4) x is +ve and y is -ve

substitute , we get x+x=y=7 and x-y-y=6 solve for x and y , we get x=4 and y= -1 ,x+y=3 , ANSWER CHOICE

Re: Interesting Absolute value Problem [#permalink]
05 Jul 2013, 10:19

Bunuel wrote:

GMATBLACKBELT720 wrote:

Bunuel wrote:

If \(x\leq{0}\), then \(x + |x| + y = 7\) becomes: \(x-x+y=7\) --> \(y=7>0\), but then \(x + |y| - y =6\) becomes: \(x+y-y=6\) --> \(x=6>0\), which contradicts the initial assumption \(x\leq{0}\). So \(x\) can not be \(\leq{0}\) --> hence \(x>0\).

Similarly if \(y\geq{0}\), then \(x + |y| - y =6\) becomes: \(x+y-y=6\) --> \(x=6>0\), but then \(x + |x| + y = 7\) becomes: \(x+x+y=12+y=7\) --> \(y=-5<0\), which contradicts the initial assumption \(y\geq{0}\). So \(y\) can not be \(\geq{0}\) --> hence \(y<0\).

So \(x>0\) and \(y<0\): \(x+|x|+y=7\) becomes: \(x-x+y=7\) --> \(2x+y=7\); \(x+|y|-y=6\) becomes: \(x-y-y=6\) --> \(x-2y=6\).

Solving: \(x=4\) and \(y=-1\) --> \(x+y=3\).

Answer: A.

I feel there is an easier way, but world cup makes it harder to concentrate.

Why when y<0 do we get -2y?

When \(y<0\), then \(|y|=-y\) and \(x+|y|-y=6\) becomes: \(x-y-y=6\) --> \(x-2y=6\).

Sorry, still confusing me. I understand the first y i.e. |y| = -y But y < 0, so wouldn't x + |y| - y = x - y - (-y), which would make it just x?

Re: If x + |x| + y = 7 and x + |y| - y =6 , then x + y = [#permalink]
03 Sep 2014, 10:18

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Re: If x + |x| + y = 7 and x + |y| - y =6 , then x + y = [#permalink]
27 Sep 2015, 14:44

Hello from the GMAT Club BumpBot!

Thanks to another GMAT Club member, I have just discovered this valuable topic, yet it had no discussion for over a year. I am now bumping it up - doing my job. I think you may find it valuable (esp those replies with Kudos).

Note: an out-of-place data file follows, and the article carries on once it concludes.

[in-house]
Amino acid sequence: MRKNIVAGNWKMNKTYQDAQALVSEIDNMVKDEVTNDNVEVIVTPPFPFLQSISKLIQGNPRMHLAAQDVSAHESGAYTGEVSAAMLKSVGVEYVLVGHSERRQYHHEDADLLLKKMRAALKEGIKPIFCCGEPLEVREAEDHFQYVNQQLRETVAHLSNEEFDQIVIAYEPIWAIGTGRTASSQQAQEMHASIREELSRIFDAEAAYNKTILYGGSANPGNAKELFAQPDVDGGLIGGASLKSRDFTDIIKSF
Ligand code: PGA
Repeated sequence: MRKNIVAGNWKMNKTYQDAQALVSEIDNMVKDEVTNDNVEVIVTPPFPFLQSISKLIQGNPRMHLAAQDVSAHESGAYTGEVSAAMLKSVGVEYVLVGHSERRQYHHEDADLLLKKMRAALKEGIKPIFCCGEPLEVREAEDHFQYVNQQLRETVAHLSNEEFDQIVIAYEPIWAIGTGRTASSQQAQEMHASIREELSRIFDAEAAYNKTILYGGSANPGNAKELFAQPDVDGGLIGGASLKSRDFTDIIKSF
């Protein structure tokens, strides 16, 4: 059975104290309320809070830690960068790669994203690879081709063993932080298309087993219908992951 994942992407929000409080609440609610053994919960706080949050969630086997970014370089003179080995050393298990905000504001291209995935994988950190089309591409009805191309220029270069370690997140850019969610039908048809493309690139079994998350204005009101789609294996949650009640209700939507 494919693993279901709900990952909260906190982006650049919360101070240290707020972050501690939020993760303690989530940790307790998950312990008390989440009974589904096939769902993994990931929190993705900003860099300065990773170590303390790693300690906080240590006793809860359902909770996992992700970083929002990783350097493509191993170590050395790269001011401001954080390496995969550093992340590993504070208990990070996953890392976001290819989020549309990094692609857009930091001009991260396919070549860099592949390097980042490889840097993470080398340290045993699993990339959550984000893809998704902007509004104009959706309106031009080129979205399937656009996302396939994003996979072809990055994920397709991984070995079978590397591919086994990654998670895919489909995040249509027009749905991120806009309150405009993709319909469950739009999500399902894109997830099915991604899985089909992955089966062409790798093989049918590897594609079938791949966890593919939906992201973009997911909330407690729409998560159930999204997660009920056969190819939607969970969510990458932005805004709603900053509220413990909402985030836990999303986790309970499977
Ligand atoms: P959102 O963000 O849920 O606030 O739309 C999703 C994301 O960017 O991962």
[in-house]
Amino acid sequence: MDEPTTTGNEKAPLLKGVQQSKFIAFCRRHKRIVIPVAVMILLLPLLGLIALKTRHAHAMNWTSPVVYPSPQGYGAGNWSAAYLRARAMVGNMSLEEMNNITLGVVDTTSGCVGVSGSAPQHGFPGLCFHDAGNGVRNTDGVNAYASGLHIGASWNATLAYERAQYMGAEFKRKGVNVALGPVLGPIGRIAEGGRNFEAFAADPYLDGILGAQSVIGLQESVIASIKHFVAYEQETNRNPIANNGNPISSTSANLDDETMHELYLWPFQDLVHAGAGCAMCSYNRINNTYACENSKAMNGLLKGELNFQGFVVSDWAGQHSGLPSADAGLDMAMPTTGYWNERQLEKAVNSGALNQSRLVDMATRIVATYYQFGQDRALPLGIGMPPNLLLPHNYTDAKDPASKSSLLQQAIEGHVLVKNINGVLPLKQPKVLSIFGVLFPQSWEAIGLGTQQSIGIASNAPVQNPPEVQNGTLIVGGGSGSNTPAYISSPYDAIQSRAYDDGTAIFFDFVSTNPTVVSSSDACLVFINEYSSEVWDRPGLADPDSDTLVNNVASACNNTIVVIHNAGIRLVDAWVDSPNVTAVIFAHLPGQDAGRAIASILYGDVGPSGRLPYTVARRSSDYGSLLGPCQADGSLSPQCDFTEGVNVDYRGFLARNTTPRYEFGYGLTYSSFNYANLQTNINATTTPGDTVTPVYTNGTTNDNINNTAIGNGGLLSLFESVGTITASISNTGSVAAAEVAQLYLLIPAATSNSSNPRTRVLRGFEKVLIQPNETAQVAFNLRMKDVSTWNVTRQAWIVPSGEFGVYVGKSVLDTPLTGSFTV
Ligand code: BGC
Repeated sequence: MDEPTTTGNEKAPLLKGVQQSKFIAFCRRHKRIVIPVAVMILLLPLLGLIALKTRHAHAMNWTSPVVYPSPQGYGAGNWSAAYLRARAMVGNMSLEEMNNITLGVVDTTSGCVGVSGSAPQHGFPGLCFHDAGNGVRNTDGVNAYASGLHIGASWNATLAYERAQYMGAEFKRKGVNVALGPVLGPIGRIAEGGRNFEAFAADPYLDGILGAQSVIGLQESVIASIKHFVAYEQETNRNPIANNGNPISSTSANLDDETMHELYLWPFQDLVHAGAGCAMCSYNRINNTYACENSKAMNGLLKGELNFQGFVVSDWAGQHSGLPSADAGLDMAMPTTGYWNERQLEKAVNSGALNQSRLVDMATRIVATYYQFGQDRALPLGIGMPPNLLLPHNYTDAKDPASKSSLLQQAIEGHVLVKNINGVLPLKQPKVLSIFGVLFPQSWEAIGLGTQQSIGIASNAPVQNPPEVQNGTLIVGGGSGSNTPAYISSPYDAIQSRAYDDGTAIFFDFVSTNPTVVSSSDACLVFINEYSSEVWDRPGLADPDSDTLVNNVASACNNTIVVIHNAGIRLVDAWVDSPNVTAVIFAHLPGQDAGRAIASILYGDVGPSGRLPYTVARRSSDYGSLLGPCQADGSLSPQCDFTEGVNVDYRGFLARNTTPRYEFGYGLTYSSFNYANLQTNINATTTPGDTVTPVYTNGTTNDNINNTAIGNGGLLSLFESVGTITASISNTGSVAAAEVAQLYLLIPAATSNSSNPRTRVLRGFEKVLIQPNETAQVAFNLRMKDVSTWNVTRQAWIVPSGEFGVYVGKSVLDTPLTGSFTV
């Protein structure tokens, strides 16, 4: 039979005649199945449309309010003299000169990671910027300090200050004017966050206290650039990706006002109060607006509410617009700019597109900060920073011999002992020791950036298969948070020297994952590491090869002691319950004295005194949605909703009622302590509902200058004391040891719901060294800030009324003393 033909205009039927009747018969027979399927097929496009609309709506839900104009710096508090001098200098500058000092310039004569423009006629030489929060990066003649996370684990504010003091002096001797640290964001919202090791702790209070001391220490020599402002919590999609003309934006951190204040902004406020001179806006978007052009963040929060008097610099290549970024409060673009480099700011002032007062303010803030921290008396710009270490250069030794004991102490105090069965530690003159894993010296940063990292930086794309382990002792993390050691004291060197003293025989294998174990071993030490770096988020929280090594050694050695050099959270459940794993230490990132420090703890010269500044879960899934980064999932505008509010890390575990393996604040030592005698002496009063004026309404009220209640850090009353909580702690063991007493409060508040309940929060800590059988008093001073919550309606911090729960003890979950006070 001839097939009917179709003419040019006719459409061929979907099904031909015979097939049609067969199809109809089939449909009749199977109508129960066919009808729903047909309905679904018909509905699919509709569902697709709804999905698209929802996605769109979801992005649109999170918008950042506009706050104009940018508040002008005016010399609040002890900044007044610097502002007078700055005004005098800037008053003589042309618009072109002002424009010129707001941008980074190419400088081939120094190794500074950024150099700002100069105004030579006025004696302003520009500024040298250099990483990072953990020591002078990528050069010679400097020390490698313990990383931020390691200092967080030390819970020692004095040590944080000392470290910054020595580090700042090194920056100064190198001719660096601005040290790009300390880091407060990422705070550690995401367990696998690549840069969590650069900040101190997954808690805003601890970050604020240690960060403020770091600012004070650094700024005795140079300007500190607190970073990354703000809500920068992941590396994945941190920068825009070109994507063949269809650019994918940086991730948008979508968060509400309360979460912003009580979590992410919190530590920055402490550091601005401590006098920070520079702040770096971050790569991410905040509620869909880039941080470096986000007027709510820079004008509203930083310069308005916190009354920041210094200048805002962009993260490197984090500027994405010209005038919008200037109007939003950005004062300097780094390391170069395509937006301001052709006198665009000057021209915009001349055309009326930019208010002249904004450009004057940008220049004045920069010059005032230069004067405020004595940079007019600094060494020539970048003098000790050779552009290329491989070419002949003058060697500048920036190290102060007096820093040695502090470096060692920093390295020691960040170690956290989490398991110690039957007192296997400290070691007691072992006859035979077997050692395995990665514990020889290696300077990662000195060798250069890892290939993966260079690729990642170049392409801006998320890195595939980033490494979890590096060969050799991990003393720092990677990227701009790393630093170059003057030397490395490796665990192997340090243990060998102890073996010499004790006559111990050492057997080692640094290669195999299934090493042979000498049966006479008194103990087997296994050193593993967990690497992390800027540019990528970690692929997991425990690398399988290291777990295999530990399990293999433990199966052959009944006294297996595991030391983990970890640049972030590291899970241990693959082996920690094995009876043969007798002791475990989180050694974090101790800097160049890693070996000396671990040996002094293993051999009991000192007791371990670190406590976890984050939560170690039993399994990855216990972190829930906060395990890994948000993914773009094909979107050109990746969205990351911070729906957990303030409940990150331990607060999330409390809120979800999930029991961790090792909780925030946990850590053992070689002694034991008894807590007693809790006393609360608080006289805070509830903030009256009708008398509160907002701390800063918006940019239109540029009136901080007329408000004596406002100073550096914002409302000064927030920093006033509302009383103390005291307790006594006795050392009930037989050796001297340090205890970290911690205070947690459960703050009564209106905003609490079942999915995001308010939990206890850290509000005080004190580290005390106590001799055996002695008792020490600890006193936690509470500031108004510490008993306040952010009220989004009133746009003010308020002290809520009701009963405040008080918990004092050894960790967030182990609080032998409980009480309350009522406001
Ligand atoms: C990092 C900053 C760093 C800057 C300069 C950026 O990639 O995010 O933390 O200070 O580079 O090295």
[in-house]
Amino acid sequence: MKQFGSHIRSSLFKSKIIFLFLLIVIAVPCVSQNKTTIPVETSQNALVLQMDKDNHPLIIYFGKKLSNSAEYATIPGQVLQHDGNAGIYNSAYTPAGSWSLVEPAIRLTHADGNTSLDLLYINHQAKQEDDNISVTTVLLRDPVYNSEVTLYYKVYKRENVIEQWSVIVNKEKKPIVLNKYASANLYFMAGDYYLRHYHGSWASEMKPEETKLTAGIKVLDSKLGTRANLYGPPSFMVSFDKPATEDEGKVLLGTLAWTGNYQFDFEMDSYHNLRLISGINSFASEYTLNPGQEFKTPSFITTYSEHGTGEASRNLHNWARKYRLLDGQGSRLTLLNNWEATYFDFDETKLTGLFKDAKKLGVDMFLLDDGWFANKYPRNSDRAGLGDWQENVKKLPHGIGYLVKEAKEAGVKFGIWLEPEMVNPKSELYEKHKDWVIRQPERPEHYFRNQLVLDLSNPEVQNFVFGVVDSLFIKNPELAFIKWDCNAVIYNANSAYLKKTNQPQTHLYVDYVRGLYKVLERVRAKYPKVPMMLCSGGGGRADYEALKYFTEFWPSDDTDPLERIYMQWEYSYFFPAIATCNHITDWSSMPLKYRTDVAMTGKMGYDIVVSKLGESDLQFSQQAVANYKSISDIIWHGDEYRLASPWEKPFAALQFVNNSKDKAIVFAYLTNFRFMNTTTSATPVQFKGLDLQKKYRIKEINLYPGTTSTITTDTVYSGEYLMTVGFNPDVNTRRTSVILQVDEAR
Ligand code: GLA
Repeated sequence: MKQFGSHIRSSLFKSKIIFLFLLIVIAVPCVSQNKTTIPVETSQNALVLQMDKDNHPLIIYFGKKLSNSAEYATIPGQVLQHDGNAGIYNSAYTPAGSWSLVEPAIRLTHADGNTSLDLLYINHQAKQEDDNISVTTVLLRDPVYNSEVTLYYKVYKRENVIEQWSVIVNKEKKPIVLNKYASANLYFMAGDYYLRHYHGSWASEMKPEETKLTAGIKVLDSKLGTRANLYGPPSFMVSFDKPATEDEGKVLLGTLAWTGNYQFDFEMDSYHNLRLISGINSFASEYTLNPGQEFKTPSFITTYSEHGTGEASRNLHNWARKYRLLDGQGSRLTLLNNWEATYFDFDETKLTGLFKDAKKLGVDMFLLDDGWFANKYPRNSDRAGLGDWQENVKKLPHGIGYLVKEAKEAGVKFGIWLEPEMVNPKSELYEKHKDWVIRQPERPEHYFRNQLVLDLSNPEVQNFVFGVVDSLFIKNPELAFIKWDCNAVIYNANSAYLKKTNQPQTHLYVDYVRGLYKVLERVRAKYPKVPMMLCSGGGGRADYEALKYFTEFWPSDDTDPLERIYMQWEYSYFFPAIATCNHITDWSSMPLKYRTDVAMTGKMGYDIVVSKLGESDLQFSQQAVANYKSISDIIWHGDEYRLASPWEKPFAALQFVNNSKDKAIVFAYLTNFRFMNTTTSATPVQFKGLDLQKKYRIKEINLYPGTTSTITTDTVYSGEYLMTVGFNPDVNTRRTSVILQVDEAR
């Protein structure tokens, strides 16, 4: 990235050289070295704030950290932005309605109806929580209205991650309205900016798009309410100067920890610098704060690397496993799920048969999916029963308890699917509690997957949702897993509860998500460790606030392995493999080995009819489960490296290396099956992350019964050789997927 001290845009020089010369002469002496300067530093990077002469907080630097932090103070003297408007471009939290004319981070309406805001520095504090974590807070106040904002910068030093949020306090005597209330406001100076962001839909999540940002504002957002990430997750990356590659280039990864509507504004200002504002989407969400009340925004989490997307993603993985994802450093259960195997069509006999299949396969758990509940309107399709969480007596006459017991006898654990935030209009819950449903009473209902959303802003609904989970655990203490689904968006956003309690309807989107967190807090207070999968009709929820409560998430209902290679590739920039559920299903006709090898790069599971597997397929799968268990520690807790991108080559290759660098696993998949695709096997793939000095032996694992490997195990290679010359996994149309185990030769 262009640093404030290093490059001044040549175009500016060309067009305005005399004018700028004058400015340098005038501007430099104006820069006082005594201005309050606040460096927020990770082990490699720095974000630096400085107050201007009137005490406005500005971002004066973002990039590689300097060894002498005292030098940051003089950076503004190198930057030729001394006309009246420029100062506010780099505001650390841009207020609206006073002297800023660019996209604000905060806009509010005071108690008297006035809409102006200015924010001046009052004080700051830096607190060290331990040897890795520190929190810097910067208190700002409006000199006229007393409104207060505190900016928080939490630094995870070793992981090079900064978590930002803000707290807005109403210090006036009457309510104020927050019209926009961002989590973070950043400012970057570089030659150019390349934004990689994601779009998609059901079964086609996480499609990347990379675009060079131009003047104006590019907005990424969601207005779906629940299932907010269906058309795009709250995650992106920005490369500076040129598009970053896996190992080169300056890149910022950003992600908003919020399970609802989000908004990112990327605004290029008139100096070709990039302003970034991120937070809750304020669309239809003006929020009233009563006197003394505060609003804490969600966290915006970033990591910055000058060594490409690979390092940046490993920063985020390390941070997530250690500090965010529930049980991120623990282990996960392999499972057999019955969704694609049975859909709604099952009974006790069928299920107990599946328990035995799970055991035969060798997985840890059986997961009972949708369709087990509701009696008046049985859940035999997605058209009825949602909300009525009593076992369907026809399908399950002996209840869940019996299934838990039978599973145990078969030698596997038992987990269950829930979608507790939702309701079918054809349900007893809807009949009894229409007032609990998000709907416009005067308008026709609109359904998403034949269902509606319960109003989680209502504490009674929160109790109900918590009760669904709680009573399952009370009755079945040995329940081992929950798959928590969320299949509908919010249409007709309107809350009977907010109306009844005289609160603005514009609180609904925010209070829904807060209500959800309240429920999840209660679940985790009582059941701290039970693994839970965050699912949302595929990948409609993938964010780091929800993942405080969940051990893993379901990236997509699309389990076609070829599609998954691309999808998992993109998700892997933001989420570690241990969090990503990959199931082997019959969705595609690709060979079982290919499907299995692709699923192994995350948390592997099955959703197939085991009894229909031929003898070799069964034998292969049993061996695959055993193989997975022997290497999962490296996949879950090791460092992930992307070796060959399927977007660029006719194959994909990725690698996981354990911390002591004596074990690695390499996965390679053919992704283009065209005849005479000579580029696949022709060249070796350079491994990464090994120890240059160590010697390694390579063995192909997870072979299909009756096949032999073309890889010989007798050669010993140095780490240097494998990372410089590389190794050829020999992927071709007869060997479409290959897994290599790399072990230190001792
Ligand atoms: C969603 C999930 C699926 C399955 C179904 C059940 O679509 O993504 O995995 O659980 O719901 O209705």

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Re: If x + |x| + y = 7 and x + |y| - y =6 , then x + y = [#permalink]
27 Sep 2015, 23:10

1

This post received KUDOS

Expert's post

Hussain15 wrote:

If x + |x| + y = 7 and x + |y| - y =6 , then x + y =

A. 3 B. 4 C. 5 D. 6 E. 9

In such a question, you can use some brute force and get to the answer too. How long it takes depends on how quickly you observe the little things.

x + |x| + y = 7 x + |y| - y =6

Both equations yield about the same result though in one y is positive and in the other it is negative. |x| and |y| are positive and assuming x is positive, a negative y would pull down the first equation and pump up the second one to give almost equal values. The difference is very small also signifies that the negative variable might have a very small value. Since the options give the value of x + y as 3/4/5... etc, it is likely that we are dealing with small number pairs such as (4, 2), (3, 2), (4, 1) etc. Since the first equation has 7 as the result, both variables will not be even. A couple of quick iterations brought me to (4, -1). So x + y = 3 _________________

Re: If x + |x| + y = 7 and x + |y| - y =6 , then x + y = [#permalink]
24 Oct 2015, 06:05

VeritasPrepKarishma wrote:

Hussain15 wrote:

If x + |x| + y = 7 and x + |y| - y =6 , then x + y =

A. 3 B. 4 C. 5 D. 6 E. 9

In such a question, you can use some brute force and get to the answer too. How long it takes depends on how quickly you observe the little things.

x + |x| + y = 7 x + |y| - y =6

Both equations yield about the same result though in one y is positive and in the other it is negative. |x| and |y| are positive and assuming x is positive, a negative y would pull down the first equation and pump up the second one to give almost equal values. The difference is very small also signifies that the negative variable might have a very small value. Since the options give the value of x + y as 3/4/5... etc, it is likely that we are dealing with small number pairs such as (4, 2), (3, 2), (4, 1) etc. Since the first equation has 7 as the result, both variables will not be even. A couple of quick iterations brought me to (4, -1). So x + y = 3

Hi Karishma,